Cholinergic and Peptidergic Regulation of Ganglionic Tyrosine Hydroxylase Activity
Acetylcholine has traditionally been thought to be the sole preganglionic neurotransmitter in sympathetic ganglia. However, this view was challenged 15 years ago by Nishi and Koketsu in their studies on a frog sympathetic ganglion (10). These workers found that certain of the postsynaptic electrophysiological consequences of preganglionic nerve stimulation could not be abolished by cholinergic antagonists. More recently, Jan, Jan and Kuffler (8, 9) identified the neurotransmitter responsible for these non-cholinergic effects as being a peptide that resembles, but is not identical to, luteinizing hormone-releasing hormone. We have recently obtained evidence that a non-cholinergic transmitter is released also by preganglionic neurons in a mammalian sympathetic ganglion, the rat superior cervical ganglion, and that this neurotransmitter is different from the non-cholinergic transmitter found in frog sympathetic ganglia. Our conclusions come from studies on a postsynaptic biochemical consequence of preganglionic nerve stimulation rather than on an electrophysiological consequence. The biochemical parameter we have been investigating is the activity of the enzyme tyrosine 3-monooxygenase (tyrosine hydroxylase; TH; EC 18.104.22.168), the enzyme which catalyzes the rate-limiting step in catecholamine biosynthesis.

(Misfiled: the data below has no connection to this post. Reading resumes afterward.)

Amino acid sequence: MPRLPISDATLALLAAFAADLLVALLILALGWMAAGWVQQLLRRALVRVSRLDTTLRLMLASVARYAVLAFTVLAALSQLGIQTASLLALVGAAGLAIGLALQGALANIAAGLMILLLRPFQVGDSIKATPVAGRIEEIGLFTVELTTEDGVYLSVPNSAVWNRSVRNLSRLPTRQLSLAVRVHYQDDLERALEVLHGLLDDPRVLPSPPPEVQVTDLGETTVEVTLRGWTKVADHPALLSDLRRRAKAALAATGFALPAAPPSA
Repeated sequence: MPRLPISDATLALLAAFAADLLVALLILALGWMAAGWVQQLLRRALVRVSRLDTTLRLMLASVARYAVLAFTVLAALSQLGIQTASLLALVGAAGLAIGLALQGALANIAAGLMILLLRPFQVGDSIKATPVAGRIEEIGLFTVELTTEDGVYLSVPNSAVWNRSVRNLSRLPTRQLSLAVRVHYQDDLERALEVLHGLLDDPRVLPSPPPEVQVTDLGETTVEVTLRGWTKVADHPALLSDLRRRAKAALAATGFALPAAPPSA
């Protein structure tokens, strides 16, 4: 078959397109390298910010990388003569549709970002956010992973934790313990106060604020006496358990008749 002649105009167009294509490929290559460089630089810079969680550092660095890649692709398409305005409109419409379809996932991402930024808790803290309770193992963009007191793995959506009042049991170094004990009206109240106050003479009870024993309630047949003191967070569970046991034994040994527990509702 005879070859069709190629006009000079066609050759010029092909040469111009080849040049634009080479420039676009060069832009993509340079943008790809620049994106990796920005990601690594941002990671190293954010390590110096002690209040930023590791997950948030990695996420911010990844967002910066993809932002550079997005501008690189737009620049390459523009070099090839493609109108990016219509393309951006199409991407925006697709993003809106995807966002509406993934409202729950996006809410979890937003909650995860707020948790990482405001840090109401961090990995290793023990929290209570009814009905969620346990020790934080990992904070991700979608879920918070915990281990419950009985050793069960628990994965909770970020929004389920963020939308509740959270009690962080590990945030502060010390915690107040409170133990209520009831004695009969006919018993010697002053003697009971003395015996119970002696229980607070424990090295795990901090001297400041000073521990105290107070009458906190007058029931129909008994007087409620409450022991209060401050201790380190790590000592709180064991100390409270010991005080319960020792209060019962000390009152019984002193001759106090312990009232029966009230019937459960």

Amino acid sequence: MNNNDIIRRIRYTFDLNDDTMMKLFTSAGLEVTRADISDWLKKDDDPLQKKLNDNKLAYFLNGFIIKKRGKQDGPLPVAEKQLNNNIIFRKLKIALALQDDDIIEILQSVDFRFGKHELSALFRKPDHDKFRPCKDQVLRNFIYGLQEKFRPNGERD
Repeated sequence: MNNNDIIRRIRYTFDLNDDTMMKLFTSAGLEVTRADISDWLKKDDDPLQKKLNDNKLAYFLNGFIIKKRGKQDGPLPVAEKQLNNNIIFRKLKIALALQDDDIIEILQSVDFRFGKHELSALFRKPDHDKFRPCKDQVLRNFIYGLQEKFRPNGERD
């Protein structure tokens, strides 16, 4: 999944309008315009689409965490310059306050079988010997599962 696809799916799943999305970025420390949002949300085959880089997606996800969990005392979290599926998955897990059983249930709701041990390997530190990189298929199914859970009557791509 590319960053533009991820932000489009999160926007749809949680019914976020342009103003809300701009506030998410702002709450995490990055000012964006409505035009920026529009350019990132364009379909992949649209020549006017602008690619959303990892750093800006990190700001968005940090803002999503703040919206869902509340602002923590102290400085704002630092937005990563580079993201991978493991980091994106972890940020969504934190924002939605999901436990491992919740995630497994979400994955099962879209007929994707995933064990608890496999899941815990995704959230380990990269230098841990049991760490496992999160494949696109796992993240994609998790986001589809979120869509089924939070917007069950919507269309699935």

KeywordsNerve Stimulation Sympathetic Ganglion Superior Cervical Ganglion Preganglionic Neuron Cholinergic Antagonist
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